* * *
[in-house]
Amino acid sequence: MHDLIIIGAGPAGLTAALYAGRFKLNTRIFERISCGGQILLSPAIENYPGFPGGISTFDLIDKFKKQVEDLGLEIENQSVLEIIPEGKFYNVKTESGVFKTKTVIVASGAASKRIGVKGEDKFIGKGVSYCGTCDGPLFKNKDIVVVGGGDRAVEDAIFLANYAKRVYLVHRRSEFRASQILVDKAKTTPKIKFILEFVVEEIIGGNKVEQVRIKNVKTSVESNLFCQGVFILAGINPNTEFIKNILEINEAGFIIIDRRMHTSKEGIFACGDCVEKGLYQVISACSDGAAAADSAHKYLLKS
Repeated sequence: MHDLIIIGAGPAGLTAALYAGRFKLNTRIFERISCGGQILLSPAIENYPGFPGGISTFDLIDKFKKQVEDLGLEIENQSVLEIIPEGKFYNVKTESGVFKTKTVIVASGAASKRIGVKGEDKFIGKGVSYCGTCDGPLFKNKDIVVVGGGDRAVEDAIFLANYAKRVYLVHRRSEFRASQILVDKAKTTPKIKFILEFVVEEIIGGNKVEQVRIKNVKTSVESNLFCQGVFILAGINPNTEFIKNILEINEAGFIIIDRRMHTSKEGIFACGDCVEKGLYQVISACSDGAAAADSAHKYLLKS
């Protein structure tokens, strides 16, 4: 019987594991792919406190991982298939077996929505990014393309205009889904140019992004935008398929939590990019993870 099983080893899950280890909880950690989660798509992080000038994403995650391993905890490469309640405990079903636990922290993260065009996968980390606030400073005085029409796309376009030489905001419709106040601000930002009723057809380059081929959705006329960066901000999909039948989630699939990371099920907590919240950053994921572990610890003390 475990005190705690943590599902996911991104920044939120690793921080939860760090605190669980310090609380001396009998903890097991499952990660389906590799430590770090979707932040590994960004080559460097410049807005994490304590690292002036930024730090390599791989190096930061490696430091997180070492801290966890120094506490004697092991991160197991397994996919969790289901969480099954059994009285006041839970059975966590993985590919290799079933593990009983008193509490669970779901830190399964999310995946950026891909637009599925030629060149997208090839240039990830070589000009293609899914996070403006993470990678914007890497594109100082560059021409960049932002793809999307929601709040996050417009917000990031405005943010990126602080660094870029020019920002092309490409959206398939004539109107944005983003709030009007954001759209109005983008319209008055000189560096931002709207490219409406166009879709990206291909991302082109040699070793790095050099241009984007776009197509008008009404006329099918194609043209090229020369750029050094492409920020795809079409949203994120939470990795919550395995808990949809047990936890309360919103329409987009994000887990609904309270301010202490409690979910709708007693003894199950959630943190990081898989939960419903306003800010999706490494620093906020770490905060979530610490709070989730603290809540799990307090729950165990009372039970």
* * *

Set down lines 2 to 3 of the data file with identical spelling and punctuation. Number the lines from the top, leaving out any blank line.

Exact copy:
Amino acid sequence: MHDLIIIGAGPAGLTAALYAGRFKLNTRIFERISCGGQILLSPAIENYPGFPGGISTFDLIDKFKKQVEDLGLEIENQSVLEIIPEGKFYNVKTESGVFKTKTVIVASGAASKRIGVKGEDKFIGKGVSYCGTCDGPLFKNKDIVVVGGGDRAVEDAIFLANYAKRVYLVHRRSEFRASQILVDKAKTTPKIKFILEFVVEEIIGGNKVEQVRIKNVKTSVESNLFCQGVFILAGINPNTEFIKNILEINEAGFIIIDRRMHTSKEGIFACGDCVEKGLYQVISACSDGAAAADSAHKYLLKS
Repeated sequence: MHDLIIIGAGPAGLTAALYAGRFKLNTRIFERISCGGQILLSPAIENYPGFPGGISTFDLIDKFKKQVEDLGLEIENQSVLEIIPEGKFYNVKTESGVFKTKTVIVASGAASKRIGVKGEDKFIGKGVSYCGTCDGPLFKNKDIVVVGGGDRAVEDAIFLANYAKRVYLVHRRSEFRASQILVDKAKTTPKIKFILEFVVEEIIGGNKVEQVRIKNVKTSVESNLFCQGVFILAGINPNTEFIKNILEINEAGFIIIDRRMHTSKEGIFACGDCVEKGLYQVISACSDGAAAADSAHKYLLKS